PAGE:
PHILADELPHIA (January 3, 2011) – This January, as part of National Mentoring Month, Big Brothers Big Sisters launches Start Something™, a national initiative inviting all adults – not just volunteers — to support quality mentoring to help children who face adversity beat the odds.
The nation’s leader in quality one-to-one youth mentoring services, Big Brothers Big Sisters holds itself accountable for and is able to measure specific youth outcomes — educational achievement, avoidance of risky behaviors (especially juvenile delinquency), higher self-esteem, confidence and ability to relate to others. Start Something challenges Americans to visit BigBrothersBigSisters.org to get involved by donating, sharing mentoring success stories or volunteering. Increased funding will allow Big Brothers Big Sisters to carefully make more mentoring matches and provide ongoing assistance for mentors, mentees and families to help sustain long successful relationships unique to its programs.
“We know the serious risks – high dropout rates, juvenile crime, teen pregnancy – facing today’s youth and we know all too well what happens when we do nothing. Start Something empowers Americans to become a part of a proven solution,” said Karen J. Mathis, Big Brothers Big Sisters of America president and CEO. “We are proud of all who take the initiative to Start Something. What better time than now, National Mentoring Month, to start a child on the road to success? When our kids improve in and out of school, the entire nation succeeds.”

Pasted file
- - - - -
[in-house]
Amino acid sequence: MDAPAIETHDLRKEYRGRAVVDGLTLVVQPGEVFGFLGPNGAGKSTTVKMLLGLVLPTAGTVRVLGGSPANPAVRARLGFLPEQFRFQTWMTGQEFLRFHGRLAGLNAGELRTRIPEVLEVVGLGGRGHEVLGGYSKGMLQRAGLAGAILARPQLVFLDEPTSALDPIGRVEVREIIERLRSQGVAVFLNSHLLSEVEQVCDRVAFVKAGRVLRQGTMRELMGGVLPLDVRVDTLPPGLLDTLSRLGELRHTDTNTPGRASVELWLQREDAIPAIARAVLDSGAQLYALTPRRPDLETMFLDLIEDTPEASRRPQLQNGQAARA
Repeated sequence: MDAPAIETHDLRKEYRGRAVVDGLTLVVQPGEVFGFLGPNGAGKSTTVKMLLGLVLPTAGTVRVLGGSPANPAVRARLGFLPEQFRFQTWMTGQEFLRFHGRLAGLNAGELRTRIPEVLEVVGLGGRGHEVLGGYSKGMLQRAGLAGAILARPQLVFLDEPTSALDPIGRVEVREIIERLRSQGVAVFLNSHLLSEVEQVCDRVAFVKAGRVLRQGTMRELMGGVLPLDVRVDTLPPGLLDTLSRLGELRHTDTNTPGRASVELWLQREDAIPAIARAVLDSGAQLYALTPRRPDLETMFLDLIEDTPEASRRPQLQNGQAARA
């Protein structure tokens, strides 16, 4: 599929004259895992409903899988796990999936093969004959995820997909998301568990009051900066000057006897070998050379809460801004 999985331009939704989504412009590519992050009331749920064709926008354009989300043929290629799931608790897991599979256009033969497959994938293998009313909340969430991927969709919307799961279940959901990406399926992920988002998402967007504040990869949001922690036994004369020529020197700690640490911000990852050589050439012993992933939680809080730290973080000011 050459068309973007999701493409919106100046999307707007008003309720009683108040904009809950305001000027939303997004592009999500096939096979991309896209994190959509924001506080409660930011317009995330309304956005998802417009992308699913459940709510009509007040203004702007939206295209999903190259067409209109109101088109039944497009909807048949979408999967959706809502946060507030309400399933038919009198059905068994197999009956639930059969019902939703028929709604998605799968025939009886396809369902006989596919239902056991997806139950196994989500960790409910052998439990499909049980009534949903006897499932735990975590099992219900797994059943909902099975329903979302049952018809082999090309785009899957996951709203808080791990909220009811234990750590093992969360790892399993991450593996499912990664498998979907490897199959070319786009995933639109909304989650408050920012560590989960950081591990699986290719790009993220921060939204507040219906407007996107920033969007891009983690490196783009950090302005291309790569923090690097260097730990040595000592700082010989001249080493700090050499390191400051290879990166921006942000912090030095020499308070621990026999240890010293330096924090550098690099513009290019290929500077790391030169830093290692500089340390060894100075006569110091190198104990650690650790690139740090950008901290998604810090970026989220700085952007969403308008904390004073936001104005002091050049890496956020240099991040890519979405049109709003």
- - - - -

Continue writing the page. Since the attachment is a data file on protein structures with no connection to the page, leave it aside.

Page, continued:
Developed pro bono by ad agency Publicis Modem in partnership with the Ad Council, Start Something was introduced through a redesign of the network’s national website and several local pilot agencies last year, and will extend through a series of national television, radio and online public service ads (PSAs). The empowering new campaign highlights the amazing achievements of the Big Brothers Big Sisters program, and encourages donations to support this engine of positive, personal change. The campaign highlights the life-changing impact of the one-to-one relationships through real life stories and inspiring imagery. The Ad Council will be distributing the PSAs to media outlets nationwide and they will run in time and space donated by the media. Facebook, AOL and Microsoft Advertising have committed their support to the PSAs and many other digital platforms will be promoting Start Something via their channels.
“We are thrilled to continue our partnership with Big Brothers Big Sisters to raise awareness of the incredible life-changing impact of their program,” said Peggy Conlon, President and CEO of the Ad Council. “Previous campaigns that we have produced for Big Brothers Big Sisters have helped to dramatically increase applications to become a mentor and we believe this new creative developed by Publicis will have a similar impact in encouraging Americans to ‘Start Something’ and support their important work.”
Big Brothers Big Sisters first partnered with the Ad Council in 2002 on a campaign designed to recruit volunteer mentors. In the first four months after the launch of the PSAs, site traffic tripled and, in the first eight months, applications to be a mentor increased by 75%.
Dani Nadel, President, Publicis Modem USA, stated, “There is so much agency passion around our work for Big Brothers Big Sisters. The team jumped at the chance to contribute to this effort, and worked tirelessly after business hours, through weekends, over lunch. I know their admiration and deep respect for Big Brothers Big Sisters made the work just that much more compassionate, touching and human. Publicis has a long-standing relationship with the Ad Council, and we are thrilled to have the opportunity to partner with the Big Brothers Big Sisters team.”